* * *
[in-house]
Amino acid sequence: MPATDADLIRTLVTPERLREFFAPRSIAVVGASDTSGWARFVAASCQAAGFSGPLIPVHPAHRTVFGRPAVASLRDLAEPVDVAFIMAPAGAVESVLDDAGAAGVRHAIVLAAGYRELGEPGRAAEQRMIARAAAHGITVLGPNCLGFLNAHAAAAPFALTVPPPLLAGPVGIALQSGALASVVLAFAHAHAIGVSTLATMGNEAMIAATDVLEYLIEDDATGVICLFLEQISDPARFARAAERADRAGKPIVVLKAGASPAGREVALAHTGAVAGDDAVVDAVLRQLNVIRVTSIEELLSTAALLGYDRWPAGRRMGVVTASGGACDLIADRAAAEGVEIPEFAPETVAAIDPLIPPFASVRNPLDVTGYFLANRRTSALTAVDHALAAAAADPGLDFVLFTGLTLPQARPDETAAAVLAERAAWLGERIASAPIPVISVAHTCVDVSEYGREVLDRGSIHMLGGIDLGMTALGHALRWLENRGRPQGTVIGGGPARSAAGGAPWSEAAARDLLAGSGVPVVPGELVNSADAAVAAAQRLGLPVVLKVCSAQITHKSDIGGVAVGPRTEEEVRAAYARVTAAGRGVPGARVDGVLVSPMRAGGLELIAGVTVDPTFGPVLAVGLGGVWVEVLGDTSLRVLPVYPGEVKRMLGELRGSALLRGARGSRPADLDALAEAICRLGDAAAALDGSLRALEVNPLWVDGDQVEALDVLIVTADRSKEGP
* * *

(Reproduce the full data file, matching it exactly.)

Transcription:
[in-house]
Amino acid sequence: MPATDADLIRTLVTPERLREFFAPRSIAVVGASDTSGWARFVAASCQAAGFSGPLIPVHPAHRTVFGRPAVASLRDLAEPVDVAFIMAPAGAVESVLDDAGAAGVRHAIVLAAGYRELGEPGRAAEQRMIARAAAHGITVLGPNCLGFLNAHAAAAPFALTVPPPLLAGPVGIALQSGALASVVLAFAHAHAIGVSTLATMGNEAMIAATDVLEYLIEDDATGVICLFLEQISDPARFARAAERADRAGKPIVVLKAGASPAGREVALAHTGAVAGDDAVVDAVLRQLNVIRVTSIEELLSTAALLGYDRWPAGRRMGVVTASGGACDLIADRAAAEGVEIPEFAPETVAAIDPLIPPFASVRNPLDVTGYFLANRRTSALTAVDHALAAAAADPGLDFVLFTGLTLPQARPDETAAAVLAERAAWLGERIASAPIPVISVAHTCVDVSEYGREVLDRGSIHMLGGIDLGMTALGHALRWLENRGRPQGTVIGGGPARSAAGGAPWSEAAARDLLAGSGVPVVPGELVNSADAAVAAAQRLGLPVVLKVCSAQITHKSDIGGVAVGPRTEEEVRAAYARVTAAGRGVPGARVDGVLVSPMRAGGLELIAGVTVDPTFGPVLAVGLGGVWVEVLGDTSLRVLPVYPGEVKRMLGELRGSALLRGARGSRPADLDALAEAICRLGDAAAALDGSLRALEVNPLWVDGDQVEALDVLIVTADRSKEGP